No really, turn back, there's blood in the next picture!  

It got me! (barely).  And this is why we wear eye protection!

Wednesday, September 11, 2013

Dragon Con (or as some like to call it: Line Con!) ::warning, this is full of pics so if you're low on data wait for a hotspot::

Over Labor Day weekend, I had the pleasure of going to my third DragonCon. I've never been to any other convention, so before anyone says anything about how New York ComiCon is better, or San Diego ComiCon is where all the real stars go, don't worry. I have no intention of comparing. I go to Dragon Con because that's where my friends go.

We started at four am on Thursday, drove to the airport and stood in line to check our bags (only two checked bags this year! w00t). Then we stood in this line:

So they could search my shoes for naughty things:

Then this line:

Then this line:

Then we stood in two more lines (not pictured here because I was sleep deprived and I'd forgotten about the line thing). And then we were in Atlanta. Since I'd been up late the night before (last seam at midnight, up at four to make the flight), we checked in to this hotel:


After a nap, we partied with L-Rond. 

And of course the king of elves, Galadriel, and much silliness ensued.

Then it was time to start breaking out the costumes, where I learned some things:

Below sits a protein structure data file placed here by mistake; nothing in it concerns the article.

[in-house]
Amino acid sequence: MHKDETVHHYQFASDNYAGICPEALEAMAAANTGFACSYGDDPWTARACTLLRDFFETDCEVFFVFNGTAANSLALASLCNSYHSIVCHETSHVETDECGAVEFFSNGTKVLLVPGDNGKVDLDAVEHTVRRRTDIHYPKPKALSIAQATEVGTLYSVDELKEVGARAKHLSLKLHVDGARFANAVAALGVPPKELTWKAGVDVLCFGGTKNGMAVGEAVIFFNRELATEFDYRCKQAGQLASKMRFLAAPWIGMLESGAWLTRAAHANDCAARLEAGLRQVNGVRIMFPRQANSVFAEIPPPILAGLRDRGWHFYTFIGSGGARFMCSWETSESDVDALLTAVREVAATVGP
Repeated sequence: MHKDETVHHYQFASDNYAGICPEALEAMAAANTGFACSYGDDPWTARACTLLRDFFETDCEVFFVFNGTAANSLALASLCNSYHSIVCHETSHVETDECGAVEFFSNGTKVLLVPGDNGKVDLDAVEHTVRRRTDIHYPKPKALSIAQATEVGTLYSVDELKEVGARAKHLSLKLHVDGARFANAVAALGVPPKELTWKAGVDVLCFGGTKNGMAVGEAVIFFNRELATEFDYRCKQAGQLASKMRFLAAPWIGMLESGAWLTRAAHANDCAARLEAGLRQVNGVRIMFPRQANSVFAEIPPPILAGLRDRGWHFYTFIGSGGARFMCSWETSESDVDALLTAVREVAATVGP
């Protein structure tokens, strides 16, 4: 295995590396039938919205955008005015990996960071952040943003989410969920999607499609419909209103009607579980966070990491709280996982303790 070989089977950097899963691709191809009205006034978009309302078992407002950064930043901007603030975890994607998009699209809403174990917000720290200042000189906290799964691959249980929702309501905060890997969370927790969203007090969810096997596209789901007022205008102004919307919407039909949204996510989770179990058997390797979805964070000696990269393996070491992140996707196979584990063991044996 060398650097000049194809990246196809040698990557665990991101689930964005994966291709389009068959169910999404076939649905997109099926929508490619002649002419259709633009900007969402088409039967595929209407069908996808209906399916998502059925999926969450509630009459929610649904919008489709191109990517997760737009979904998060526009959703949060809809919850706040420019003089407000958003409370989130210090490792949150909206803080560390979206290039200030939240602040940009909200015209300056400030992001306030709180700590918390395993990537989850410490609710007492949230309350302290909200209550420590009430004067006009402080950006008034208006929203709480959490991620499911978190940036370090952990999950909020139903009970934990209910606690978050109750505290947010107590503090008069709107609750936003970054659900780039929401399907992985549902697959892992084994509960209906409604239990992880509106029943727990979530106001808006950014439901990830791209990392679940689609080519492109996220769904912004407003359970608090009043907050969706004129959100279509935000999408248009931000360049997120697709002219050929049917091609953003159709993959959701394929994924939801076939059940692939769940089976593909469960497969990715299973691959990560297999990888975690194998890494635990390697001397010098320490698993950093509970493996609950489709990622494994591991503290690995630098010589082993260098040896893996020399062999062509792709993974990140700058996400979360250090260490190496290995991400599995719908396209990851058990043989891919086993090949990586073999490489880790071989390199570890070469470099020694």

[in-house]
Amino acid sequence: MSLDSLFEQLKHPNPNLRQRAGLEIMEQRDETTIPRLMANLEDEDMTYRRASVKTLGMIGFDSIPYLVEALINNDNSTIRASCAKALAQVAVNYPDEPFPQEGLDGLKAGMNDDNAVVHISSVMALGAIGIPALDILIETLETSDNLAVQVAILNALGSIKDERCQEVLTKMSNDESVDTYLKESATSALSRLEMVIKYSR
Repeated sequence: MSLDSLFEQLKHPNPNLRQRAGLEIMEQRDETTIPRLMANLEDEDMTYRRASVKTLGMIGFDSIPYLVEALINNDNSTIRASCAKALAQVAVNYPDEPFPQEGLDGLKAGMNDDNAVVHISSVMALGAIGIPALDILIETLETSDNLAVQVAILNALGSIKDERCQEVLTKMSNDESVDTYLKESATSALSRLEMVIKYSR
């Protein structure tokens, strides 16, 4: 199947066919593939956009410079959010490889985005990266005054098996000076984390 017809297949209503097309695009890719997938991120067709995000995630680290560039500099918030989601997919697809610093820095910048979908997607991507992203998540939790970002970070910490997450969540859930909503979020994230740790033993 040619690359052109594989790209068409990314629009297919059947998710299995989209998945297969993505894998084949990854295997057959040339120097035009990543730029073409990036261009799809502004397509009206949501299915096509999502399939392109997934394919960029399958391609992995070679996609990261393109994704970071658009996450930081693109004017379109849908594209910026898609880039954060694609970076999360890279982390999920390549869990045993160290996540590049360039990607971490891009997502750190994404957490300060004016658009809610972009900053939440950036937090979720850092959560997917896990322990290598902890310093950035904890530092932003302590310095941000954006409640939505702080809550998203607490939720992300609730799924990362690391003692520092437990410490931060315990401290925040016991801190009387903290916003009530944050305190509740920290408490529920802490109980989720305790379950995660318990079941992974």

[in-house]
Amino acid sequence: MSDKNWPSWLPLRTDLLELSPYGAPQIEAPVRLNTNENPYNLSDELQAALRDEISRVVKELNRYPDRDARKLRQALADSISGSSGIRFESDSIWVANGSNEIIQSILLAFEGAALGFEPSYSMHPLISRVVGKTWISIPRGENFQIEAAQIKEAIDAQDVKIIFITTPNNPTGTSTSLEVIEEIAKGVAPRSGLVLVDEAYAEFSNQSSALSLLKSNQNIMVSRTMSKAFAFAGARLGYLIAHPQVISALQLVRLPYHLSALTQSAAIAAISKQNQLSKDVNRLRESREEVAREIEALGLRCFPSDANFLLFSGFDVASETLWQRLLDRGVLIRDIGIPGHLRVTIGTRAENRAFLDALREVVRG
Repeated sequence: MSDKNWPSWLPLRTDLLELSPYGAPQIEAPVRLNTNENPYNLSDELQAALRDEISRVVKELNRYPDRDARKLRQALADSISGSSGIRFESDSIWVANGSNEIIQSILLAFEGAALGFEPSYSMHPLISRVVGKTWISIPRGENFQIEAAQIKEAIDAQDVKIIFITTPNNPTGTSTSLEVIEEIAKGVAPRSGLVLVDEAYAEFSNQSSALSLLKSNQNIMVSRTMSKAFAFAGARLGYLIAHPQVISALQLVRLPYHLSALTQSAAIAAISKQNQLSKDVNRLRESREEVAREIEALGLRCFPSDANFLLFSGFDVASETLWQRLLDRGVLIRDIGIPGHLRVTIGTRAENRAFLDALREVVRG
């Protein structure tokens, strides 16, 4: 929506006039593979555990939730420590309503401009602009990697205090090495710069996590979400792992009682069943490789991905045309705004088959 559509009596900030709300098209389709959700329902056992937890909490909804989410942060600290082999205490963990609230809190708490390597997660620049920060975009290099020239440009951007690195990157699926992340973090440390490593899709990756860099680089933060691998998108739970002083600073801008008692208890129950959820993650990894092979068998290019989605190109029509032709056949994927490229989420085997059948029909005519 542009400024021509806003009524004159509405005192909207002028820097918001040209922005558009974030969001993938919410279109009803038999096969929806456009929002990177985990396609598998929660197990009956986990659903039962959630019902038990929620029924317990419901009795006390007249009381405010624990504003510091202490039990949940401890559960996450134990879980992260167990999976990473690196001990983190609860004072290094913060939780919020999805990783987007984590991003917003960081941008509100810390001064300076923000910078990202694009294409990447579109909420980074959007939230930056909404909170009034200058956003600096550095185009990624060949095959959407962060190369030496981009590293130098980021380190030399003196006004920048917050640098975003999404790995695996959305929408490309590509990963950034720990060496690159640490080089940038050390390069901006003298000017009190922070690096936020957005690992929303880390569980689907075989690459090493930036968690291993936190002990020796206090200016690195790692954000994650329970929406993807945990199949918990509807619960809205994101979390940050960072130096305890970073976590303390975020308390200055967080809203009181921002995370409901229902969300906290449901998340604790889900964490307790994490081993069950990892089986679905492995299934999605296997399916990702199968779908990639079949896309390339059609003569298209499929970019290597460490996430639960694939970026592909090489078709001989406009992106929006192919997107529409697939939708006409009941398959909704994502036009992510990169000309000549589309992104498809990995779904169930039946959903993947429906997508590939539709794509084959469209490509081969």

I look good with pink hair.

Dr. Horrible Hello Kitty is a ton of fun.

Elves are elvish.

More elvish

and then it rained. The problem with rain was that I had planned to wear 10th Kingdom Snow White, but it has a floor length white gown. and it was raining. So instead we went to panels and had fun as muggles because nobody wanted to wreck their costumes. That means I have Halloween all figured out.

Monday, September 9, 2013

Ummm.... Post goes here?

Okay, so my posting has gone from intermittent straight to "Where's the beef?"

I really don't know if it's going to get better anytime soon. I'm currently packing my house, crossing my fingers and hoping for the best--oh, and revising my manuscript, because for real, packing my house up so I can sell it isn't even remotely stressful enough--so Editing!

I love how trouble and stress in life come in packs of three. It seems impossible, but really the whole world seems to move in threes.

Next time I'll have D*Con pics (how did I go another year without taking half as many pictures as I wanted?) and a report (hint: FUN!!!).

Back to the revision cave!

Wednesday, September 4, 2013

IWSG A little can go a long way